As of writing, ASX Emerging Companies were enjoying a solid week, up 2.86% and 13.82% for the month, although still 16.65% down on a year ago.

That’s still leading the broader market (All Ords +1.89%) which was largely held up by Tech enjoying a return to form, up +4.83% on the rising tide out of a good run of US Big Tech earnings.

Biotech ResApp (ASX:RAP) shareholders were enjoying a change of heart from Pfizer which put its takeover bid back on the table, sending its price up some 65% for the week. But the biggest winner was Cobre (ASX:CBE) which jumped another 109% after hitting a second big copper intersect in Botswana within a week.

Here’s what the experts are watching.

Barry FitzGerald

Garimpeiro’s been soaking up the action from Diggers and Dealers in Kalgoorlie, where battery metals fervour had a grip on attendees.
“But,” he says, “if the world is fair dinkum about tackling climate change, it is carbon emissions free uranium-fuelled nuclear power that stands ready to be a big part of the solution.”

Paladin (ASX:PDN) and Boss (ASX:BOE) have hit the restart button on their projects as uranium prices rise 50% in the last 12 months and approach the magic US$60/lb mark that signals there’s money to be made again in yellowcake.

But for some proper deep value, Fitz has his eye on a couple of juniors operating in the Alligator Rivers Uranium Province in the NT.
DEVEX (ASX:DEV) is trading in the mid-30c mark and kicked off a drilling campaign in July. With its hands on a second rig, expect the news flow to increase. It’s also owned 18% by Tim Goyder, backer of Chalice and Liontown.

And straight out of the bargain bin at under 6 cents, ALLIGATOR ENERGY (ASX:AGE) is prepping an airborne gravity survey to ID some more drilling potential, also has uranium projects near Whyalla, and $27m cash to keep it afloat through it all.

Dean Fergie

Director, Cyan Investment Management

Fergie has a fairly contrarian view and sees value in the least favoured companies across sectors that are not necessarily the ‘flavour of the month’. It all comes down to cherry picking the better stories out there, he says.

Stories like gaming developer, Playside Studios (ASX:PLY).

“Historically gaming developers in Australia have struggled to do well but Playside has got strong revenues and has made a bit of money on some NFTs in the past,” Fergie explains. “…We think it has a great future.”

Healthcare software specialists Alcidion Group (ASX:ALC): “This stock has come off its highs by about 70% but has been cash flow positive in the last year and we are now starting to see some really strong revenues – this is a good example of a business that has been far too harshly dealt with given its performance metrics.”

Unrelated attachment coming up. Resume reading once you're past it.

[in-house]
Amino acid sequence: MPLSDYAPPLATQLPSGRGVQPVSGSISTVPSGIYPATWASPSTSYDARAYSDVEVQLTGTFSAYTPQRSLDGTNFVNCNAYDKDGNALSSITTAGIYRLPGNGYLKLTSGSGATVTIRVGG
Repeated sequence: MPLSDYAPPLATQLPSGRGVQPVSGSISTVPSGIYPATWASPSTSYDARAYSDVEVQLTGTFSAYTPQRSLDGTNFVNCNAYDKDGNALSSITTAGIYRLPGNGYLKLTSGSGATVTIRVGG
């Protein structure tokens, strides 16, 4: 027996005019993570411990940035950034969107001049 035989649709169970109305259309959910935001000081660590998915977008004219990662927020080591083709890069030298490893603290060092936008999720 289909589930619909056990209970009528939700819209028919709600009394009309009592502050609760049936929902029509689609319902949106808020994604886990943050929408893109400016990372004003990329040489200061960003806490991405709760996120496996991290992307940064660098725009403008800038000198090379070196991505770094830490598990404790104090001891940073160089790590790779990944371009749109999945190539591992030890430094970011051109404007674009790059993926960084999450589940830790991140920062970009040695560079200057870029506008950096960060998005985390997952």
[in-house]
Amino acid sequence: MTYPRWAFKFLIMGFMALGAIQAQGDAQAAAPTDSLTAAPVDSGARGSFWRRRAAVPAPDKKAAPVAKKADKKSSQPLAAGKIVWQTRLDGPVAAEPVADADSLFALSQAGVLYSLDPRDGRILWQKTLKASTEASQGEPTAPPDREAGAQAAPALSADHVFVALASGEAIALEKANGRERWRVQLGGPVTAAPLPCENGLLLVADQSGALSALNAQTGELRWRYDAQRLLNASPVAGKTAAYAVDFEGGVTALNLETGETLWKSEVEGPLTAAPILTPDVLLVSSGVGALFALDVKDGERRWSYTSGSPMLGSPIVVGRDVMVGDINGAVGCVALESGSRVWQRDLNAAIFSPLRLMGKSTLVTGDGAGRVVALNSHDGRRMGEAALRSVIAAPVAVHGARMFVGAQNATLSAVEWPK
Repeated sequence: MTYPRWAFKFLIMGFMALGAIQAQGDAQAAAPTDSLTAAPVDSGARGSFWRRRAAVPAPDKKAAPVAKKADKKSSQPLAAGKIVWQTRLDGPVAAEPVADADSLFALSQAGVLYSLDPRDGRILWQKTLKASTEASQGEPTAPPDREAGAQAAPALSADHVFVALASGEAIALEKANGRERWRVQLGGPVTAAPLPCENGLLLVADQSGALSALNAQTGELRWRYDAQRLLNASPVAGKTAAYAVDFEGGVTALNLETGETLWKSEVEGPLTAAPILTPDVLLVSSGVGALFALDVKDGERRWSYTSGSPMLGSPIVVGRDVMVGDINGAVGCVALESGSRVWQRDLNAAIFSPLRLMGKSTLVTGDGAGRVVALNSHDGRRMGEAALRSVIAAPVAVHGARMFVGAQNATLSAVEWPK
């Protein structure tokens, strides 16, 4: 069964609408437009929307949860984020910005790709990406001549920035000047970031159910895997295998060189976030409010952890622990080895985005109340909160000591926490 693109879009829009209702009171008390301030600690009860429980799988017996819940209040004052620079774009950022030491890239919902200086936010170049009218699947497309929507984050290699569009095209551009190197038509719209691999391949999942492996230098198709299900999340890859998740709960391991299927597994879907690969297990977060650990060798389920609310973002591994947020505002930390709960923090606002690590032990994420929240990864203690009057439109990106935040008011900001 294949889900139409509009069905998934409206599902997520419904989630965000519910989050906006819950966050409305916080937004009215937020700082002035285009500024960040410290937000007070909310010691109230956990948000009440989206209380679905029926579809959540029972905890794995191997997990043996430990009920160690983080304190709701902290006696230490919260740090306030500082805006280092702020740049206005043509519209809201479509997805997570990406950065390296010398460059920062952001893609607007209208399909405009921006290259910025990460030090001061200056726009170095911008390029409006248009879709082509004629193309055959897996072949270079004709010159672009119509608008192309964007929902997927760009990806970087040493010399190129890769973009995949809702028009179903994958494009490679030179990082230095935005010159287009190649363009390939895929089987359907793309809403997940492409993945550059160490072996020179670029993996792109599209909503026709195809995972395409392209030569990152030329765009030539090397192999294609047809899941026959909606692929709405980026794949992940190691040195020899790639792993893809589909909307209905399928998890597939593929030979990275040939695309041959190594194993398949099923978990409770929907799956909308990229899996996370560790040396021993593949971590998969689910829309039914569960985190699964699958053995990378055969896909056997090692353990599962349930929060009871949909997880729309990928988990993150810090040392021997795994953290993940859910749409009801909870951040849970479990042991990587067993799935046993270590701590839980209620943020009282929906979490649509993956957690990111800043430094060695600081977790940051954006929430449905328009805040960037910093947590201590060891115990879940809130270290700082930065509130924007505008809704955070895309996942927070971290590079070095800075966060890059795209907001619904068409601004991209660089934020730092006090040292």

Micro-investing platform Raiz (ASX:RZI): “This is another stock that has almost halved from its peak but is operating very close to profitability and has a strong customer base.”

John So

Co-founder, VP Capital

As Australia continues to open back up to international travellers, So says ASX “reopening” stocks in sectors such as international education services, online employment services and hospitality will benefit.

He likes IDP Education (ASX:IEL), which helps international students study in English-speaking countries. Seek (ASX:SEK) will benefit in this tight labour market, as will PeopleIn (ASX:PPE), which advertising for roles in the hospitality and healthcare industry.

Ideally, So says get in before earnings results are released. Dan Murphy’s owner Endeavour Group (ASX:EDV) has flagged August 23 as its big day.

“It is worth taking a position in these stocks early in anticipation that there may be preliminary guidance ahead of results coming out because the services they provide will once again be needed in the economy.”

And with discretionary spending on the wane in Australia, James Whelan’s sniffing shorts around the likes of Harvey Norman (ASX:HVN), Nick Scali (ASX:NCK) and Premier Investment (ASX:PMV).

The views, information, or opinions expressed in the interviews in this article are solely those of the interviewees and do not represent the views of Stockhead. Stockhead does not provide, endorse or otherwise assume responsibility for any financial product advice contained in this article.